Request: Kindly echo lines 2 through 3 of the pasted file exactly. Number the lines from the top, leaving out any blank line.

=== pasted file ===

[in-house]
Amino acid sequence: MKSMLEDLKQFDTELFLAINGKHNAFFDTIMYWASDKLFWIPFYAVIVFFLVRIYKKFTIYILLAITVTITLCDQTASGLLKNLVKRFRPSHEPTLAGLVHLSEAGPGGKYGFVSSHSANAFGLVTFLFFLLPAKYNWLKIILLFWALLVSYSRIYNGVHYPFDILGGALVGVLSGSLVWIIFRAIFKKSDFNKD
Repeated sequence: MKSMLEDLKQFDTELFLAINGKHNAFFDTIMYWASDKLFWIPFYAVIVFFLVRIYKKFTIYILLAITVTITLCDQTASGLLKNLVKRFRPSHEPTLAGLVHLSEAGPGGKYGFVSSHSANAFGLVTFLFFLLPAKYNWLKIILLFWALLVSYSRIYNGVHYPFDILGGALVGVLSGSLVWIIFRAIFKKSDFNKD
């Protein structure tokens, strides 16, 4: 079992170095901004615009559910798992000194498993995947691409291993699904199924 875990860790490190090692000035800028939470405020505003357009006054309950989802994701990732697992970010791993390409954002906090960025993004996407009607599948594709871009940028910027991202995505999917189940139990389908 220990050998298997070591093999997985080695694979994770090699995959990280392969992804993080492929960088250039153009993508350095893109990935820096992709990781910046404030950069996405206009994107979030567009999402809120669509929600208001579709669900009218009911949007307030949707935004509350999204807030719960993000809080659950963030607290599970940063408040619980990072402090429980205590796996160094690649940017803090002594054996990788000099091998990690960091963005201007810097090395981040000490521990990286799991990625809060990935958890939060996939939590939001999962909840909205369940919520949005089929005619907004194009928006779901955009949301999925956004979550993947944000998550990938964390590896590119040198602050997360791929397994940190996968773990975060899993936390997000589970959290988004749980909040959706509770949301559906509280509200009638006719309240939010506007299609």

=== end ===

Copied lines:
Amino acid sequence: MKSMLEDLKQFDTELFLAINGKHNAFFDTIMYWASDKLFWIPFYAVIVFFLVRIYKKFTIYILLAITVTITLCDQTASGLLKNLVKRFRPSHEPTLAGLVHLSEAGPGGKYGFVSSHSANAFGLVTFLFFLLPAKYNWLKIILLFWALLVSYSRIYNGVHYPFDILGGALVGVLSGSLVWIIFRAIFKKSDFNKD
Repeated sequence: MKSMLEDLKQFDTELFLAINGKHNAFFDTIMYWASDKLFWIPFYAVIVFFLVRIYKKFTIYILLAITVTITLCDQTASGLLKNLVKRFRPSHEPTLAGLVHLSEAGPGGKYGFVSSHSANAFGLVTFLFFLLPAKYNWLKIILLFWALLVSYSRIYNGVHYPFDILGGALVGVLSGSLVWIIFRAIFKKSDFNKD